Houston — On any day of the week, prisons are hell. Texas prisons are no exception. And for prisoners on death row, the hell never ends unless they are executed. The hell increases exponentially each day for those who are innocent and awaiting execution.
This is the extra hot hell that many innocent people on Texas death row are living 24 hours a day, seven days a week. One of them is Michael Gonzales, who just survived an execution date on March 8 and was granted a stay.
Another death row prisoner is Melissa Lucio, who is scheduled to be legally lynched on April 27 for an alleged crime. Robert Roberson, like Lucio, is accused of a crime that did not happen. Each of them is accused of killing their young child, But these children’s deaths were not caused by the parents; they were accidental.
Rodney Reed is another prisoner living on death row hell. He survived an execution date in November 2019 because Texas’ highest court, the Court of Criminal Appeals (CCA), issued a stay and ordered the trial court in Bastrop County to consider new evidence of Reed’s innocence.
The hearing in Bastrop was finally held in July 2021. Unfortunately, the judge’s opinion was almost word-for-word the same as the state’s opinion. The judge ignored all of the newly discovered evidence and recommended the CCA deny Reed a new trial.
The patience of Reed’s family, friends and supporters is running low. On March 4, in an attempt to give a nudge toward justice, Sandra Reed, Rodney Reed’s mother, along with his spouse and dozens of supporters, gathered outside the CCA building in Austin.
Reed’s supporters put the court on notice that they were tired of waiting. They were tired of seeing their loved one behind glass in a cage and tired of taking time off from work to drive over three hours each way for a two-hour visit with him. And they were tired of worrying about another execution date.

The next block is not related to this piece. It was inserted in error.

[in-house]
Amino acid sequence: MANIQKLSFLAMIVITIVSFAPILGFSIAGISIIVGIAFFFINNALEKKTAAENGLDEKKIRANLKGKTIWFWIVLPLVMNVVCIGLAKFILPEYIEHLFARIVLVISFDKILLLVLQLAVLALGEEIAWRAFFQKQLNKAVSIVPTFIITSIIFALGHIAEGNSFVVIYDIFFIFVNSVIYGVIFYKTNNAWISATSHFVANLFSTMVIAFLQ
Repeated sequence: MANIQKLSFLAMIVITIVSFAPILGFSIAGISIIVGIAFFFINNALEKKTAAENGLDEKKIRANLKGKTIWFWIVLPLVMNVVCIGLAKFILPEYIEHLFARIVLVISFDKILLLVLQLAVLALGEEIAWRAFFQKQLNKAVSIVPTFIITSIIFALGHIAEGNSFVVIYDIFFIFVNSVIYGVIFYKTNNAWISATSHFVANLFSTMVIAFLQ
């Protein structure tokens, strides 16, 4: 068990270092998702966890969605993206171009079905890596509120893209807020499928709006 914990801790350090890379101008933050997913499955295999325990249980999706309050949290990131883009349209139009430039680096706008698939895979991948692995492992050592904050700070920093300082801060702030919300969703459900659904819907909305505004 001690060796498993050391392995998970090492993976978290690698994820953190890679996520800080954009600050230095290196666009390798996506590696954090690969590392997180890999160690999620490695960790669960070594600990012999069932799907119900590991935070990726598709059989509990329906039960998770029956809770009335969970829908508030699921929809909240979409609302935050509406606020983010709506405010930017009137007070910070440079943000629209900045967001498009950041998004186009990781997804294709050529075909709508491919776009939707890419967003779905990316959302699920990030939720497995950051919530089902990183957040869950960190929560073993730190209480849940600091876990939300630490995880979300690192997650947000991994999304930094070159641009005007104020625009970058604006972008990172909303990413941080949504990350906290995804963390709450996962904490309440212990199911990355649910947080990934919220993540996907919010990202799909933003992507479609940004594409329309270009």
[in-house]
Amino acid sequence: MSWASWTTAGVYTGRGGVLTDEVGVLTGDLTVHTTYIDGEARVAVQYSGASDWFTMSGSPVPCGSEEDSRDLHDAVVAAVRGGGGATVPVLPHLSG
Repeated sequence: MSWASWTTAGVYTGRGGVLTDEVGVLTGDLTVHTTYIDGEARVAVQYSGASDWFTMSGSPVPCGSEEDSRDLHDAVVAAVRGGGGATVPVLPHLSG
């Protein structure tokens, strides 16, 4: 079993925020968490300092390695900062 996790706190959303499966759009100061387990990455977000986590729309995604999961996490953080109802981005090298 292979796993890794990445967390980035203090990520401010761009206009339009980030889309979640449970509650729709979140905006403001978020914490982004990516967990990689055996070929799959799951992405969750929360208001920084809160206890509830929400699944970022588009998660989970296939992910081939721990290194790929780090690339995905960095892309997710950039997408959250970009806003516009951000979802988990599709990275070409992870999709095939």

Sandra Reed spoke of the family’s long journey trying to find justice: “We continue to hope and pray that the truth will come out.” Rodney Reed’s father, Walter, died a few years ago and did not live to see his son freed.
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The guest speaker was Juan Melendez, who is with Witness to Innocence, a national organization of exonerated death row survivors, active in the fight to end the death penalty. He traveled from New Mexico to Austin to show solidarity with Reed.
Melendez told the large crowd: “I spent 17 years, eight months and one day on Florida’s death row for a crime I did not commit, before I was finally exonerated and freed in 2002.” He told of the pain of knowing he was innocent and the anguish he felt at being far from his family, especially his mother.
Other speakers included Delia Perez-Meyers, who expressed the constant anxiety of having an innocent family member on death row. She and her relatives constantly fight for her brother, Louis Castro Perez.
Perez-Meyers said, “He has been on death row for 23 years fighting to prove his innocence. It takes a toll on all of us, knowing our loved one is innocent, knowing the state could kill them. But we continue to fight.”
Lily Hughes, who is with Austin Abolitionists and a longtime supporter of Reed’s, chaired the press conference and rally. Every major news outlet in Austin, including the Houston Chronicle, turned out to cover the event.
When the truth is exposed about what happens in the jails, courtrooms and the prisons, it is clear that the real criminals are the cops, district attorneys, judges and prison officials who allow the racism, degradation and injustice — and the absolutely illegal and unconstitutional actions — to continue day after day. They are the real criminals under capitalism.
Gloria Rubac is an organizer of the Texas Death Penalty Abolition Movement.